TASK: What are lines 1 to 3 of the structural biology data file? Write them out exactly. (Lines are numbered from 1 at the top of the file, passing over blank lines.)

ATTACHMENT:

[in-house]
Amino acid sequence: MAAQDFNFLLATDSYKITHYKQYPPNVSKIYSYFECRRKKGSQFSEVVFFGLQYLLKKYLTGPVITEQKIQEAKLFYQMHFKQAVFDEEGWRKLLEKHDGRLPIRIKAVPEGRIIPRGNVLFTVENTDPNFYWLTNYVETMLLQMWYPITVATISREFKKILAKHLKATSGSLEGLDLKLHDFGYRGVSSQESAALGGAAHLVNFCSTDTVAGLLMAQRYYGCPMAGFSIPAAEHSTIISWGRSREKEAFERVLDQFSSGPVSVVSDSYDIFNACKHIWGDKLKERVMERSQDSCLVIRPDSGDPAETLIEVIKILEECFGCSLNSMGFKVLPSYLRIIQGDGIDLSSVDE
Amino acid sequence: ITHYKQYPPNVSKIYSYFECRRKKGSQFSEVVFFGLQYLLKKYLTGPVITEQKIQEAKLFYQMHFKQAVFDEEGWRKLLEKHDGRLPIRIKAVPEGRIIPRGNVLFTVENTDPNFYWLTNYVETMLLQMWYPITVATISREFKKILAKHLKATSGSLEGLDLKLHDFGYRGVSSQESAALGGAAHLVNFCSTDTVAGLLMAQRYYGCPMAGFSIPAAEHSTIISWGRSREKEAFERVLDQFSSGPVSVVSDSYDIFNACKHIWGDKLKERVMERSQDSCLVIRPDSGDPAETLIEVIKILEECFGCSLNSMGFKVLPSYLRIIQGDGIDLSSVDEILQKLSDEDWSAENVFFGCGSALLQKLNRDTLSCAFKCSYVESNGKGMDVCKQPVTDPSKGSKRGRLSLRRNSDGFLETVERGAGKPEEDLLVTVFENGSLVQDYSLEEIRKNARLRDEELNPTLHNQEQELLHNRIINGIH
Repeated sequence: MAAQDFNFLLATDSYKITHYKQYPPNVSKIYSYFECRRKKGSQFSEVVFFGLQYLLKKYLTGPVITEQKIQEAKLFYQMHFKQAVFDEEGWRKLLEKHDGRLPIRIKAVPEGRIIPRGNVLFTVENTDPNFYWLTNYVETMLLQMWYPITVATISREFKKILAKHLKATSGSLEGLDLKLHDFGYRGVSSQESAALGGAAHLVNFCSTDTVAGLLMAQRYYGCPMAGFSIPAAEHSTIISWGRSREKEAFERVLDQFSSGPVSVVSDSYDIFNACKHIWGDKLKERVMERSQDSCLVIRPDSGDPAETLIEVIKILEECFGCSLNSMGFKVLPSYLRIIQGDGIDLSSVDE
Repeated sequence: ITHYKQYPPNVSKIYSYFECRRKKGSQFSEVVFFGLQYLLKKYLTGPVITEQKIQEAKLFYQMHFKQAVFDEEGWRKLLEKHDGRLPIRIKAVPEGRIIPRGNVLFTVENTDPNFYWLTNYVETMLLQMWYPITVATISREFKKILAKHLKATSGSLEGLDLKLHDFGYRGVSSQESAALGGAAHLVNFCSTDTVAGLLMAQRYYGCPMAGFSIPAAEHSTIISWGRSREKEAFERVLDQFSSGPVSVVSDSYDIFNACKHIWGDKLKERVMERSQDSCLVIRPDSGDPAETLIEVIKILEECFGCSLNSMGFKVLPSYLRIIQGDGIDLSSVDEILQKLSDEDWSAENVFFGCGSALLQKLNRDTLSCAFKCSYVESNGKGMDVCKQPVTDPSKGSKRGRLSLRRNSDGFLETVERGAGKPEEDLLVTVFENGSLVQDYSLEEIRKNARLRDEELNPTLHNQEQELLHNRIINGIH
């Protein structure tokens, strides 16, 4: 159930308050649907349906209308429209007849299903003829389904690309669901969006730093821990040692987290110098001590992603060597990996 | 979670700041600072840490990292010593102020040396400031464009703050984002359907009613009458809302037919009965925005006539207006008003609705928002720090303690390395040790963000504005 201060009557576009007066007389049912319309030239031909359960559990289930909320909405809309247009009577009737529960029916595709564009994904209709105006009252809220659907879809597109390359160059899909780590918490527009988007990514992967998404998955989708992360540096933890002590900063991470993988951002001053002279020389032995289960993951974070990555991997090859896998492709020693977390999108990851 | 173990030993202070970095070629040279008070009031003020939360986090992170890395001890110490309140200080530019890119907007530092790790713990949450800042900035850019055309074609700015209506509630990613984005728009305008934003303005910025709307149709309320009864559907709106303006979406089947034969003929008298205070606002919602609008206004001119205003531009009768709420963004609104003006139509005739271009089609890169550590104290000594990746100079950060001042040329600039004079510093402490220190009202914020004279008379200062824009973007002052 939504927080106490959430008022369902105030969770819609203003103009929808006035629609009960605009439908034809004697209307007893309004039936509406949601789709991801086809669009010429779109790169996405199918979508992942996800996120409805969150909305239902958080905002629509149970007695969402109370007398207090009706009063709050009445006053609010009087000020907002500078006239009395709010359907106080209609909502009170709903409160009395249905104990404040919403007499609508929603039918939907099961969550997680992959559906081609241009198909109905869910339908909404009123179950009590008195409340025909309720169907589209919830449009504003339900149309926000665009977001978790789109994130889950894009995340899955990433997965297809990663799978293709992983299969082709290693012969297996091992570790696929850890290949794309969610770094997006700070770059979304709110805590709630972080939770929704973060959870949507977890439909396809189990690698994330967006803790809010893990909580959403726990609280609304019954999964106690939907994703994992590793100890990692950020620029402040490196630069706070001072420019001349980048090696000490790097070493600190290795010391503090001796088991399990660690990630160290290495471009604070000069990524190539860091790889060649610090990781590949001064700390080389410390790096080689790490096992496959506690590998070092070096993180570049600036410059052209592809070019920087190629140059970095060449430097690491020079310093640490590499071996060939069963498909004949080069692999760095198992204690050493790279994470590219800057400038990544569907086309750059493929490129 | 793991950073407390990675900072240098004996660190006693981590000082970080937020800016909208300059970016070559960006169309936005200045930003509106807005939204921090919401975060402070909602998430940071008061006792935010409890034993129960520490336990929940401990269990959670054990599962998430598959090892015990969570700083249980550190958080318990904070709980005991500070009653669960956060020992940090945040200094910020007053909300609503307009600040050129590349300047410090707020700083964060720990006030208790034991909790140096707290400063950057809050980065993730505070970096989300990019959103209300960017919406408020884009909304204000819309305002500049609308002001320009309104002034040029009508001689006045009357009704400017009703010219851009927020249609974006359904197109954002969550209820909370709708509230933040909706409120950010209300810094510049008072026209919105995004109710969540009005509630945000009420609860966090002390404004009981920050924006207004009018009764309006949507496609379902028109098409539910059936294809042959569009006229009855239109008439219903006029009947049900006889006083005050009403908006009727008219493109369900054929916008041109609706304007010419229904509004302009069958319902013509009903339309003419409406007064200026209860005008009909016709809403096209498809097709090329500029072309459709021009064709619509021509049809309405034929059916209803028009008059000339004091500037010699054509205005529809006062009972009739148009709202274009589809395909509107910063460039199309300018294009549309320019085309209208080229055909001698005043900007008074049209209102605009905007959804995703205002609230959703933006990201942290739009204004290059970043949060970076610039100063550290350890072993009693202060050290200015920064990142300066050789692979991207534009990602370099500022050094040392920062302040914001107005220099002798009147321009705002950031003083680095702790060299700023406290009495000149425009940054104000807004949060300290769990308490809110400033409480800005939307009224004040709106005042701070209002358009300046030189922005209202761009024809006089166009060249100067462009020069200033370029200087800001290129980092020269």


[in-house]
Amino acid sequence: MAAQDFNFLLATDSYKITHYKQYPPNVSKIYSYFECRRKKGSQFSEVVFFGLQYLLKKYLTGPVITEQKIQEAKLFYQMHFKQAVFDEEGWRKLLEKHDGRLPIRIKAVPEGRIIPRGNVLFTVENTDPNFYWLTNYVETMLLQMWYPITVATISREFKKILAKHLKATSGSLEGLDLKLHDFGYRGVSSQESAALGGAAHLVNFCSTDTVAGLLMAQRYYGCPMAGFSIPAAEHSTIISWGRSREKEAFERVLDQFSSGPVSVVSDSYDIFNACKHIWGDKLKERVMERSQDSCLVIRPDSGDPAETLIEVIKILEECFGCSLNSMGFKVLPSYLRIIQGDGIDLSSVDE
Amino acid sequence: ITHYKQYPPNVSKIYSYFECRRKKGSQFSEVVFFGLQYLLKKYLTGPVITEQKIQEAKLFYQMHFKQAVFDEEGWRKLLEKHDGRLPIRIKAVPEGRIIPRGNVLFTVENTDPNFYWLTNYVETMLLQMWYPITVATISREFKKILAKHLKATSGSLEGLDLKLHDFGYRGVSSQESAALGGAAHLVNFCSTDTVAGLLMAQRYYGCPMAGFSIPAAEHSTIISWGRSREKEAFERVLDQFSSGPVSVVSDSYDIFNACKHIWGDKLKERVMERSQDSCLVIRPDSGDPAETLIEVIKILEECFGCSLNSMGFKVLPSYLRIIQGDGIDLSSVDEILQKLSDEDWSAENVFFGCGSALLQKLNRDTLSCAFKCSYVESNGKGMDVCKQPVTDPSKGSKRGRLSLRRNSDGFLETVERGAGKPEEDLLVTVFENGSLVQDYSLEEIRKNARLRDEELNPTLHNQEQELLHNRIINGIH